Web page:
By PR Chari
Oscar Wilde has one his characters declare in Lady Windermere’s Fan, “I can resist anything but temptation.” The temptation to enter the debate on the Anna Hazare controversy is too great to resist despite several weeks having elapsed since it started. In the meantime, the chasm between the protagonists of Anna Hazare’s anti-corruption campaign and those holding it to be unconstitutional and undemocratic has widened. The latter argue that the correct forum for debating the Lokpal Bill is Parliament. Yielding to public agitations, however laudable their objectives, will establish an unhealthy precedent. On the other hand, the protagonists point out that Parliament is dysfunctional and will not act until it is compelled. The rapid enlargement of this agitation to acquire an all-India character reveals that public corruption has become so pervasive in India as to evoke national exasperation. Anna Hazare is a beacon of hope now.
All this has been reported ad nauseum in different forums. The dirty tricks department has been unleashed against Anna Hazare’s supporters, which is par for the course. The corrupt are unlikely to yield their hard-earned ill-gotten gains. So, what remains to be said at this juncture that is either new or worth saying? Three issues need, additionally, to be illumined.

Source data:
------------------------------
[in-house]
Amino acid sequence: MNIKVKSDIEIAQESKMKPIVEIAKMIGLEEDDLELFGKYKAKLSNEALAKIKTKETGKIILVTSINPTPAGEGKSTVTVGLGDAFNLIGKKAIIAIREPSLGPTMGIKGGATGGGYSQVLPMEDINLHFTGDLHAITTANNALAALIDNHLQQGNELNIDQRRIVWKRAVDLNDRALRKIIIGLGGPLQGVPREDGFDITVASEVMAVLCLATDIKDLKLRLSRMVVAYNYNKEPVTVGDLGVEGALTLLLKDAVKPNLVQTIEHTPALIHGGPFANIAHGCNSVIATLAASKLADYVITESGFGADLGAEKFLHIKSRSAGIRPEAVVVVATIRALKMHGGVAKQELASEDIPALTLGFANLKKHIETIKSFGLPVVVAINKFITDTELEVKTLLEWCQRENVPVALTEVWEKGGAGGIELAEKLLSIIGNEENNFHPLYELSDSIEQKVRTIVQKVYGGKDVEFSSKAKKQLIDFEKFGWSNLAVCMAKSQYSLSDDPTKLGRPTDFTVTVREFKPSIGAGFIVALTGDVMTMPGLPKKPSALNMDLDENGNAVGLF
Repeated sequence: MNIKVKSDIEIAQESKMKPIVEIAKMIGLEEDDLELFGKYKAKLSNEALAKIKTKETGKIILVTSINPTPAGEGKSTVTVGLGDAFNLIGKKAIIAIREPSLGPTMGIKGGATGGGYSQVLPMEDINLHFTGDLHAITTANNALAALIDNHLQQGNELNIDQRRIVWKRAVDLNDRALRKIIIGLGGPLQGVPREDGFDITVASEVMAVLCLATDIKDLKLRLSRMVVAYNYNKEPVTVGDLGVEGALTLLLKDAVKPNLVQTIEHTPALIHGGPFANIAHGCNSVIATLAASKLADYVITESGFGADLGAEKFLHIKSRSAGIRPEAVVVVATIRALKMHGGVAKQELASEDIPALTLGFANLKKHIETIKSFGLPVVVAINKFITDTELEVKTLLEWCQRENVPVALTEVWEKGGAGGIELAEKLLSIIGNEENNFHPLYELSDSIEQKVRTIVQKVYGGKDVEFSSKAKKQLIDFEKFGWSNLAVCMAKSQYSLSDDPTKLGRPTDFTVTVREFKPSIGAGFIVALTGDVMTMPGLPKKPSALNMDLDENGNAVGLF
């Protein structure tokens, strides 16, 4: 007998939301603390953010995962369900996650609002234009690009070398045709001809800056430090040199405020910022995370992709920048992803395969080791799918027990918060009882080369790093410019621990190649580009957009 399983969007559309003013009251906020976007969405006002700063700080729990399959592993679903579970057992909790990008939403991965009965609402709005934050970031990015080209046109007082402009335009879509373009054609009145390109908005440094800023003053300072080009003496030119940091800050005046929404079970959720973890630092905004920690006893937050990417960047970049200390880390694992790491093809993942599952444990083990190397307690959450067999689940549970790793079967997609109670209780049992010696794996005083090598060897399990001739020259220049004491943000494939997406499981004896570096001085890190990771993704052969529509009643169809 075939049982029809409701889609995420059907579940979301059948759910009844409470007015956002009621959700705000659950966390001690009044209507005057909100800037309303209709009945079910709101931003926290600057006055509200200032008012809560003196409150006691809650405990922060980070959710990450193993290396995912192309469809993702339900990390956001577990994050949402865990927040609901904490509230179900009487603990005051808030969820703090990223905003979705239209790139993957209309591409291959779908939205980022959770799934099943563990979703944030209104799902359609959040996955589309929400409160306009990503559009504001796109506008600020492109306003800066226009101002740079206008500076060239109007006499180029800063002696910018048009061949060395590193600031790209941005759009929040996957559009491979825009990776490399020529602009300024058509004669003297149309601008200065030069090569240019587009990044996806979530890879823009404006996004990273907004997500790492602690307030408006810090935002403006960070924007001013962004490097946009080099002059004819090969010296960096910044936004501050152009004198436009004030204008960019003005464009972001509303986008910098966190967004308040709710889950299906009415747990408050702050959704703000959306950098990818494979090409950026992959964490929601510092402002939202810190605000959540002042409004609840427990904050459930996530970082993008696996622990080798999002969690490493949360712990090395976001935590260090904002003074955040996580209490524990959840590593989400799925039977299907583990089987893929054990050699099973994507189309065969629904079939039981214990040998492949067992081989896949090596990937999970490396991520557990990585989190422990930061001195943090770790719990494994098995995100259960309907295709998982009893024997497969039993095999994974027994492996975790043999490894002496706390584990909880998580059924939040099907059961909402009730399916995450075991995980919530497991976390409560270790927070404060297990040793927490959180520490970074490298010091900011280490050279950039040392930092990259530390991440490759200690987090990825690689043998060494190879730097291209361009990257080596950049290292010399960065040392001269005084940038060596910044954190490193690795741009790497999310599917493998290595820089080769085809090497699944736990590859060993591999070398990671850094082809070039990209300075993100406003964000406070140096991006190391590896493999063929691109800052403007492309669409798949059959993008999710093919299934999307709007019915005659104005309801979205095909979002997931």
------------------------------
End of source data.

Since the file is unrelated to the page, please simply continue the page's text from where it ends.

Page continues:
First, what do Anna Hazare’s campaign for the Lokpal Bill and the huge support received for his anti-corruption campaign inform us about the Indian polity? Transparency International accords India a high rank on its corruption index, which is based on public perceptions. Clearly, there is widespread disgust in the people with public corruption in India. But, there are many who are unconcerned and unaffected. Who are they? They are identifiable as the growing minority with the ‘influence’ or ‘clout’ to wield power and patronage, which insulates them from the tentacles of the corruption network. The silent majority, however, suffers its exactions whenever the citizen has to deal with public authority. And, public authority is both insidious and all-encompassing in India with its unique system of over-legislation but under-regulation of every conceivable human activity. Clearly, public corruption is not unknown in settled democracies like Japan and the US. But, their difference with India arises because corruption in these countries occurs at the higher levels of political patronage and dispensations of large commercial favours. Exactions at lower levels are practically unknown, which is a peculiarly Third World phenomenon – China and Russia are no exceptions. But, this is especially true of India. Willy-nilly the citizen is forced to interface with authority in district and subordinate offices, police stations, civic facilities, registration offices, educational or health institutions and so on. And, as a prominent political leader keeps saying, “Every time a citizen enters an office, he will only come out after being ‘stung’.” The limited point being made here is that Anna Hazare has lit a spark that has grown into a prairie fire. But, that prairie fire would not have started and spread unless the grass was dry and combustible.